Dear Readers and Friends,
My return to Wyoming happened last week—as you know, I tend to spend some of our winter months with family in Texas and California. One of the reasons I’ve been out of touch was travel difficulty after the outbreak of COVID-19. When I got home, I found my internet down—it took quite an effort to get a technician to come out and re-affix a cable on the dish. All good now. Tomorrow (Sunday, April 5) I’ll join my church’s virtual worship service. The following Tuesday at 7 PM the Cheyenne Guitar Society will hold its first virtual meeting via Zoom. I have learned the basics of the system and very much look forward to both events—it helps overcome separateness. It’s good to stay in touch long-distance.
Please let me know how you fare in these difficult times.—you can do so by responding to my personal email, e104...@gmail.com, or by posting a facebook message at https://www.facebook.com/edith.cook.127 Currently my facebook posts are mostly about dos and don’ts during CIVID-19. Sometimes I post a commentary by a trusted source, a reporter or opinion writer. Recently Kerry Drake of WYOFile imbued his post with a (much appreciated) bit of humor by commenting on the current toilet-paper-and-guns mania.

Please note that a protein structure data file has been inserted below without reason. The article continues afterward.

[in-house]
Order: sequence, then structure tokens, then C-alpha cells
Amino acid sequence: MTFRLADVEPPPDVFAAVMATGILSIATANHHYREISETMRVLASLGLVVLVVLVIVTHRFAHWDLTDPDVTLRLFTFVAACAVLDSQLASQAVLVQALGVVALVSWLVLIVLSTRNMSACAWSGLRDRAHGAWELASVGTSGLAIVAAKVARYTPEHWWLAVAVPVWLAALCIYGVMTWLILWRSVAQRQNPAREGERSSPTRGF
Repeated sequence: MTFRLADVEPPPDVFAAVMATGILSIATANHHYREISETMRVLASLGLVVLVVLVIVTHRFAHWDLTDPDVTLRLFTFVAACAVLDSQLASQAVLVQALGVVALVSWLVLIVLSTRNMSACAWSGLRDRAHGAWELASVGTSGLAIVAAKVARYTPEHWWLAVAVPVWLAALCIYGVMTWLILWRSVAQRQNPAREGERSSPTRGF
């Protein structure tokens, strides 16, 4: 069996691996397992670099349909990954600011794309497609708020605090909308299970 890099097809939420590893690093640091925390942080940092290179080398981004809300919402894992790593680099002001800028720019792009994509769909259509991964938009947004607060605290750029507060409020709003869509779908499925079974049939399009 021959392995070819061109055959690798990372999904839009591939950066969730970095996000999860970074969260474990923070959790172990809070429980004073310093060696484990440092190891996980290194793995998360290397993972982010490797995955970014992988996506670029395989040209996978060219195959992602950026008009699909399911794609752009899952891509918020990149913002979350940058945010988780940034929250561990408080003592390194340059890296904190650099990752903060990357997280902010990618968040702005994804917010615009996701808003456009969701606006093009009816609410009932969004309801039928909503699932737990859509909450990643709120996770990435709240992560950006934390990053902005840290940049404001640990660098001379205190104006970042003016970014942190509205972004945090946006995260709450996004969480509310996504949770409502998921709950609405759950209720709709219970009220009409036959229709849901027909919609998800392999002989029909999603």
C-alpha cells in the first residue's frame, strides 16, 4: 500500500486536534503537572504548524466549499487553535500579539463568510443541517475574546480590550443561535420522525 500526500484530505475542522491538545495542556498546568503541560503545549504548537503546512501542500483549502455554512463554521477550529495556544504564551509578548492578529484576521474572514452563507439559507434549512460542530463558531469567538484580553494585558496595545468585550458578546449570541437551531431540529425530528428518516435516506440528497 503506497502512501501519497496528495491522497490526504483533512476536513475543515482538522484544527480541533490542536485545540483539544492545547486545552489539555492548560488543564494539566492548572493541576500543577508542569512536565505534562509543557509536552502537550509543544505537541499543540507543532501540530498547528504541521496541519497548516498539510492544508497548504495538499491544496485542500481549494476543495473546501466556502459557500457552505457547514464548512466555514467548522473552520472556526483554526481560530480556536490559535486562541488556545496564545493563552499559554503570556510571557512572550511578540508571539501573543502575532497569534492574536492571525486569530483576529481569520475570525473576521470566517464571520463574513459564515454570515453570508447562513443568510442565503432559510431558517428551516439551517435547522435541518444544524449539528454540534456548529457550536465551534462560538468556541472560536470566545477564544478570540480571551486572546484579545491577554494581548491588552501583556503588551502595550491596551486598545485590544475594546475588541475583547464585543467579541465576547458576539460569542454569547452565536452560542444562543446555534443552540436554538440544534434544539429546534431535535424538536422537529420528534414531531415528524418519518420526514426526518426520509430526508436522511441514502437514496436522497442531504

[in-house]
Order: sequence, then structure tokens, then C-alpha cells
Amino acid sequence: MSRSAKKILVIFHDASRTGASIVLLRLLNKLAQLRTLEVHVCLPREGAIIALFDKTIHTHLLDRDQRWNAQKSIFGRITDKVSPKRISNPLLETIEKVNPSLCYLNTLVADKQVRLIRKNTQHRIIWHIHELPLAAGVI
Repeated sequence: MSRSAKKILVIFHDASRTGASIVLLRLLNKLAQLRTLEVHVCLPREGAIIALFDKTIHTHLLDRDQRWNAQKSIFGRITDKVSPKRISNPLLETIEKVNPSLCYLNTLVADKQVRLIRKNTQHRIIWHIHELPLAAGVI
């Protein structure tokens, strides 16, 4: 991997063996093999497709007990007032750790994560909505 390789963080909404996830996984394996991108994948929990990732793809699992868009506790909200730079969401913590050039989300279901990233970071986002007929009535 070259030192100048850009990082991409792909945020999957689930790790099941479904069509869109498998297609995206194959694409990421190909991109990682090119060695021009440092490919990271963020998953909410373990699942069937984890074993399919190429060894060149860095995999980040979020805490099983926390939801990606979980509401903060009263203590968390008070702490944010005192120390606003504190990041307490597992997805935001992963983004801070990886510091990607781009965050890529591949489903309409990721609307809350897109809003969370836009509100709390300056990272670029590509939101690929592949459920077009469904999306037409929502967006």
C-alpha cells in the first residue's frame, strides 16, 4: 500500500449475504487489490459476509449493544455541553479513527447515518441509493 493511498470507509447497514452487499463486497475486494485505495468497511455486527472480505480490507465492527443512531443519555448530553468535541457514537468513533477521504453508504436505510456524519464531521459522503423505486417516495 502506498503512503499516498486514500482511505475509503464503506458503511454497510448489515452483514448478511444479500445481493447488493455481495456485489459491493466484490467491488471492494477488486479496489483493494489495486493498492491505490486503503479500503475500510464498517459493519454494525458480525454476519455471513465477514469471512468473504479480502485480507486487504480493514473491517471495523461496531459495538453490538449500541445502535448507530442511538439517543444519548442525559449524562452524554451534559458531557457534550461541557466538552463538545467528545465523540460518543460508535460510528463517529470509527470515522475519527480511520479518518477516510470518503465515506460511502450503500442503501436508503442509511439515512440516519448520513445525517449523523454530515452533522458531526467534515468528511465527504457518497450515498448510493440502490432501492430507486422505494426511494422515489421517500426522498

These are trying times. Financial hardships, I’m afraid, are upon many if not most of us. The isolation makes things worse, particularly for families with small children. When I was in California with young grandchildren I saw first-hand the difficulty of parents having to work from home (in this case, mostly via telecommunication) while trying to keep track of their children’s homework efforts. My son and daughter-in-law are fortunate in that both own their own laptops; plus, there’s a computer for the children to do work online. Still, the household was pandemonium. Someone was always talking in teleconference—and the children take advantage by playing games on their phones instead of doing homework.
In addition to my contributions to Ageless Writers, I have taken on online reader-judging for a literary magazine, Mud River Review, where I review fiction submissions. It’s a good way to learn how to shape stories for a general readership. I never knew how poor some of my essays were until I started reading large volumes of submissions and making a decision about rating for each one.
Be well and keep in touch. We need to maintain relationships now more than ever.